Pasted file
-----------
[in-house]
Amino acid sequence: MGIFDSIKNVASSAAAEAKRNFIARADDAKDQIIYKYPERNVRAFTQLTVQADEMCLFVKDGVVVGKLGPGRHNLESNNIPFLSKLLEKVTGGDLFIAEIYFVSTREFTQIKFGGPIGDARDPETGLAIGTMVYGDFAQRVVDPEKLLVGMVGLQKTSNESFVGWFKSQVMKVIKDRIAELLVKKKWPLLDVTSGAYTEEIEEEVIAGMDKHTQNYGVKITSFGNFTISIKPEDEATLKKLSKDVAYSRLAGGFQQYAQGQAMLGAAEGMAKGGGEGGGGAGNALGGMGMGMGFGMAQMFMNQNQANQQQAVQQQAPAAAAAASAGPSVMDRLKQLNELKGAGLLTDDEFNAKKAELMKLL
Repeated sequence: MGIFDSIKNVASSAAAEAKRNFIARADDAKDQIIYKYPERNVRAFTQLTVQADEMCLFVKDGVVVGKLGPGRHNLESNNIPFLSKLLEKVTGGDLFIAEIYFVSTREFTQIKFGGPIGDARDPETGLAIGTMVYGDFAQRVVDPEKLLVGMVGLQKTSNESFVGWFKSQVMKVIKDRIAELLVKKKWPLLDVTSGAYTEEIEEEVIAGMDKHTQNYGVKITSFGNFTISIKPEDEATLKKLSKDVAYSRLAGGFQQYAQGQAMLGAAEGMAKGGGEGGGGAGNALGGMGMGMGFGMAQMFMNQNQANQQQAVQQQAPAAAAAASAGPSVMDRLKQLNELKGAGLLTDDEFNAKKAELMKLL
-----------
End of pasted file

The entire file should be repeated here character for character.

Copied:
[in-house]
Amino acid sequence: MGIFDSIKNVASSAAAEAKRNFIARADDAKDQIIYKYPERNVRAFTQLTVQADEMCLFVKDGVVVGKLGPGRHNLESNNIPFLSKLLEKVTGGDLFIAEIYFVSTREFTQIKFGGPIGDARDPETGLAIGTMVYGDFAQRVVDPEKLLVGMVGLQKTSNESFVGWFKSQVMKVIKDRIAELLVKKKWPLLDVTSGAYTEEIEEEVIAGMDKHTQNYGVKITSFGNFTISIKPEDEATLKKLSKDVAYSRLAGGFQQYAQGQAMLGAAEGMAKGGGEGGGGAGNALGGMGMGMGFGMAQMFMNQNQANQQQAVQQQAPAAAAAASAGPSVMDRLKQLNELKGAGLLTDDEFNAKKAELMKLL
Repeated sequence: MGIFDSIKNVASSAAAEAKRNFIARADDAKDQIIYKYPERNVRAFTQLTVQADEMCLFVKDGVVVGKLGPGRHNLESNNIPFLSKLLEKVTGGDLFIAEIYFVSTREFTQIKFGGPIGDARDPETGLAIGTMVYGDFAQRVVDPEKLLVGMVGLQKTSNESFVGWFKSQVMKVIKDRIAELLVKKKWPLLDVTSGAYTEEIEEEVIAGMDKHTQNYGVKITSFGNFTISIKPEDEATLKKLSKDVAYSRLAGGFQQYAQGQAMLGAAEGMAKGGGEGGGGAGNALGGMGMGMGFGMAQMFMNQNQANQQQAVQQQAPAAAAAASAGPSVMDRLKQLNELKGAGLLTDDEFNAKKAELMKLL